Hearing the Krishna conscious philosophy made perfect sense to me—some of my friends also heard it, but were not at all attracted. I went from little interest in anything, to an intense eagerness to search out the purpose of life and the spiritual dimension, with a corresponding disinterest in material pursuits. Actually this radical transformation of life was rather typical of many devotees of my era (who became devotees in the late 60’s and through the ‘70’s).
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While not everyone has to live as a monk to become a bhakti practitioner, or Krishna devotee, one still has to have initial faith in the process and the ultimate objective. Faith in the efficacy of bhakti is the only prerequisite for engaging in it. Certain actions are helpful for making spiritual advancement, while others are not, so it is recommended that we do what is most favorable for progressing in bhakti, and give up what isn’t, guided by a guru and the bhakti Vedic scriptures.

On any path, longevity is essential for success, and it behooves us to figure out a strategy to remain on the path for our whole life. With this in mind we may pursue education, career, and family—not as ends in themselves, but as a support for our life of devotional service. Material facilities and structures, though not directly bhakti, can help one retire material desires and ambitions, and create a peaceful atmosphere and mindset for spiritual practice, with the goal transforming one’s life to a life of devotion, or a feeling love for Krishna, manifesting in a constant service attitude.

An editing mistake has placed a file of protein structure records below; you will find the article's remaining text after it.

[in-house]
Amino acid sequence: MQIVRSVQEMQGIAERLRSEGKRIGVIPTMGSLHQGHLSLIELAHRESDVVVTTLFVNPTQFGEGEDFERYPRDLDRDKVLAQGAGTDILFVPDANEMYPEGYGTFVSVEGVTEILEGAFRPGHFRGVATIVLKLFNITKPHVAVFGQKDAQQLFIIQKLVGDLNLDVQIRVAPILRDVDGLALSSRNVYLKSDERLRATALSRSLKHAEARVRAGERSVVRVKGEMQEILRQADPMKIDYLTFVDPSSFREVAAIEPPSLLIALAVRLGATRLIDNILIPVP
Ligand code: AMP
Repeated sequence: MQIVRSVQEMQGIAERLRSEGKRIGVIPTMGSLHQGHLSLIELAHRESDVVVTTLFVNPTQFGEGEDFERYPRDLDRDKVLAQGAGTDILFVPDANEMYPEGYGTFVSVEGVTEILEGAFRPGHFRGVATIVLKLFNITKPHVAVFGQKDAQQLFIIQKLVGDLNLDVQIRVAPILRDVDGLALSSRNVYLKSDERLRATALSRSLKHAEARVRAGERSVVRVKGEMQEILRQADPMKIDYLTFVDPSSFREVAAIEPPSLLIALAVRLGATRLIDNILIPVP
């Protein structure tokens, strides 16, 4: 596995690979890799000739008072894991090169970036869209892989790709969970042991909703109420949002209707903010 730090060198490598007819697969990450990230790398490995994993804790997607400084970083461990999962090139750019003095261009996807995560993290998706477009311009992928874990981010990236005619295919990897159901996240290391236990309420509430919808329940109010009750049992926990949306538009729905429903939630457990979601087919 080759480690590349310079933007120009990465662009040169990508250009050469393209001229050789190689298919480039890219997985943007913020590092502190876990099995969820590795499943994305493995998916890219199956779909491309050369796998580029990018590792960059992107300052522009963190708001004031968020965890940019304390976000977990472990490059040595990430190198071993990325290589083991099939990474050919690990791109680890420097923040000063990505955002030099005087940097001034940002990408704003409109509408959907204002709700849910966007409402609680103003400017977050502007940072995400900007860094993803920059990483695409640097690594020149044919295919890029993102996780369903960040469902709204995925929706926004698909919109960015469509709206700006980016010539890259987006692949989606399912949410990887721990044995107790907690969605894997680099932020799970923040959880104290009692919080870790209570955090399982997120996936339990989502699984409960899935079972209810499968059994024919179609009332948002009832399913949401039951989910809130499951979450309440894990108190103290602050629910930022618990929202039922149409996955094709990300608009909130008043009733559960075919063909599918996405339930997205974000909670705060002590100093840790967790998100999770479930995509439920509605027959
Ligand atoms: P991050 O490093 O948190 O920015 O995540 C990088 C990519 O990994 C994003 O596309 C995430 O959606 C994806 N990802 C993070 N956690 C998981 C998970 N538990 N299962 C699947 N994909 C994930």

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I frequently speak of my journey to take up bhakti yoga for a number of reasons. First, I know it well, and I share it to help you make sense of someone involved in bhakti, and also to give clues as to what you might expect if you are attracted to Krishna, his holy name, and devotees, should you continue on this path. I also like to remind myself and other devotees of the intensity of our original spiritual quest. Additionally, my humble, bumbling beginnings in bhakti and my many diverse disqualifications shout to me that I live my life of devotion, only by the grace of the devotees, my gurus, and Shri Chaitanya and Nityananda—they are mercy incarnations for this age, who my gurus and the devotees represent. These merciful personalities have given us the chanting of the holy name as the main process of God-realization in the times we live in.

By the grace of an advanced devotee we receive blessings, or sukriti for bhakti, and in their company we gain faith in devotion to Krishna, and in his devotees. Each progressive step is a deepening of this faith until we reach the goal of Krishna prema, or love of Krishna. The material world is the plane of doubt and delusion, while the spiritual world is the plane of faith and light. Thus faith is not the absence of reason, but comes from realization, or spiritual experience. From the bhakti perspective reason is an aspect of faith and love. The more faith and love we have for Krishna, the more we can reason about it, and the more convincing we are to others. When we love Krishna, we know what to do and say. This is why hearing from an advanced devotee with taste for serving Krishna has such power on us—from them we feel the current of bhakti, as they share their faith and realizations with great potency. What I have been blessed with, I pray to share with you—and so it goes, generation after generation.